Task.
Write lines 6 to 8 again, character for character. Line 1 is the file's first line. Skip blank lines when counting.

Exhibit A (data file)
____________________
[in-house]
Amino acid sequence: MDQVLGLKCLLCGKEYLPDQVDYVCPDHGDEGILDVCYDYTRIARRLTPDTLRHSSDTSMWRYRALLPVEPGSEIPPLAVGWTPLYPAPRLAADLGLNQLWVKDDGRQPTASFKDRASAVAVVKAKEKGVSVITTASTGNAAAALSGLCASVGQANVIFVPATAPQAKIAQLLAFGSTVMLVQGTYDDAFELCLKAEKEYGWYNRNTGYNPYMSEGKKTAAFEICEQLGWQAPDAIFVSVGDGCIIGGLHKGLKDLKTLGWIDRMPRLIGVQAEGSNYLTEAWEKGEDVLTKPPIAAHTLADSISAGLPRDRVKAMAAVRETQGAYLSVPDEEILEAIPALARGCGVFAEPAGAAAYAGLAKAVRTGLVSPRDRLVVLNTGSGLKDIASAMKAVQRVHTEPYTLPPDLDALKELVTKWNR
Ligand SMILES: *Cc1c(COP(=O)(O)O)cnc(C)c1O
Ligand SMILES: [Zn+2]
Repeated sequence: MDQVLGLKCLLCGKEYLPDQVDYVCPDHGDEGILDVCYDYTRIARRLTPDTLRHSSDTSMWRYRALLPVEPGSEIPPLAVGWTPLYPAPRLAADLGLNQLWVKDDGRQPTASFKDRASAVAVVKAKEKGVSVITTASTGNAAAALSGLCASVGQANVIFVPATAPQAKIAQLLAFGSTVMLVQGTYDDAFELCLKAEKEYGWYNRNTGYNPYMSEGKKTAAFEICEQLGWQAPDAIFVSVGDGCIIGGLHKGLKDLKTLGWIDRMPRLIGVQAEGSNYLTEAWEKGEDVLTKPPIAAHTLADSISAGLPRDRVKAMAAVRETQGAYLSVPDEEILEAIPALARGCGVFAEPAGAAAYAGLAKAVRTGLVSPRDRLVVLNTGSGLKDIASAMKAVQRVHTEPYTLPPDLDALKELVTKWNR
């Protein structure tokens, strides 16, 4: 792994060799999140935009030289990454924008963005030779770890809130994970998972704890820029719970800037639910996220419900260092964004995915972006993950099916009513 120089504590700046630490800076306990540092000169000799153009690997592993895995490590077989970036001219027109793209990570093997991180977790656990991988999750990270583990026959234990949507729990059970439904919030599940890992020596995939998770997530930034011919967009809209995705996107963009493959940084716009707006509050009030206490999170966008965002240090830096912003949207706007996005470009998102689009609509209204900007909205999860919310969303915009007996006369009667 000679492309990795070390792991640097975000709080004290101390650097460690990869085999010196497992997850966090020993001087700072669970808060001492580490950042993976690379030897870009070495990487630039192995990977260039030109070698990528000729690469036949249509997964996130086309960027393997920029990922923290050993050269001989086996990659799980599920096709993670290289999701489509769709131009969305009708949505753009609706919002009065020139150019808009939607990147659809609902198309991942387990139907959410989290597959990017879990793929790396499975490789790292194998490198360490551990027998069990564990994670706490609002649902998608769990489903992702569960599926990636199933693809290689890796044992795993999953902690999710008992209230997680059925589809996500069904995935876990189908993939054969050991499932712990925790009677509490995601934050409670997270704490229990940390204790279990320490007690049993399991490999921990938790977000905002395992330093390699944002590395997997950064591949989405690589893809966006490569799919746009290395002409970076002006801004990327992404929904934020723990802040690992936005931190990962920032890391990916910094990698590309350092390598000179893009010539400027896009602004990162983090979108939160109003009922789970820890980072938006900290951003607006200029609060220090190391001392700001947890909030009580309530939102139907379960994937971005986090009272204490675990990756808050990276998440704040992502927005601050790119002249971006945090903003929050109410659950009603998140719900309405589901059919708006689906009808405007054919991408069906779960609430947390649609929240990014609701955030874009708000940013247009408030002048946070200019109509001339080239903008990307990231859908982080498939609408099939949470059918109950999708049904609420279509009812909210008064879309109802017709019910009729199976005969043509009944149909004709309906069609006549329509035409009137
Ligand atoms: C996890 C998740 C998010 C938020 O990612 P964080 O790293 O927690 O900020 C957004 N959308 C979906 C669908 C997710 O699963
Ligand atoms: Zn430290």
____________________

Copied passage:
């Protein structure tokens, strides 16, 4: 792994060799999140935009030289990454924008963005030779770890809130994970998972704890820029719970800037639910996220419900260092964004995915972006993950099916009513 120089504590700046630490800076306990540092000169000799153009690997592993895995490590077989970036001219027109793209990570093997991180977790656990991988999750990270583990026959234990949507729990059970439904919030599940890992020596995939998770997530930034011919967009809209995705996107963009493959940084716009707006509050009030206490999170966008965002240090830096912003949207706007996005470009998102689009609509209204900007909205999860919310969303915009007996006369009667 000679492309990795070390792991640097975000709080004290101390650097460690990869085999010196497992997850966090020993001087700072669970808060001492580490950042993976690379030897870009070495990487630039192995990977260039030109070698990528000729690469036949249509997964996130086309960027393997920029990922923290050993050269001989086996990659799980599920096709993670290289999701489509769709131009969305009708949505753009609706919002009065020139150019808009939607990147659809609902198309991942387990139907959410989290597959990017879990793929790396499975490789790292194998490198360490551990027998069990564990994670706490609002649902998608769990489903992702569960599926990636199933693809290689890796044992795993999953902690999710008992209230997680059925589809996500069904995935876990189908993939054969050991499932712990925790009677509490995601934050409670997270704490229990940390204790279990320490007690049993399991490999921990938790977000905002395992330093390699944002590395997997950064591949989405690589893809966006490569799919746009290395002409970076002006801004990327992404929904934020723990802040690992936005931190990962920032890391990916910094990698590309350092390598000179893009010539400027896009602004990162983090979108939160109003009922789970820890980072938006900290951003607006200029609060220090190391001392700001947890909030009580309530939102139907379960994937971005986090009272204490675990990756808050990276998440704040992502927005601050790119002249971006945090903003929050109410659950009603998140719900309405589901059919708006689906009808405007054919991408069906779960609430947390649609929240990014609701955030874009708000940013247009408030002048946070200019109509001339080239903008990307990231859908982080498939609408099939949470059918109950999708049904609420279509009812909210008064879309109802017709019910009729199976005969043509009944149909004709309906069609006549329509035409009137
Ligand atoms: C996890 C998740 C998010 C938020 O990612 P964080 O790293 O927690 O900020 C957004 N959308 C979906 C669908 C997710 O699963
Ligand atoms: Zn430290």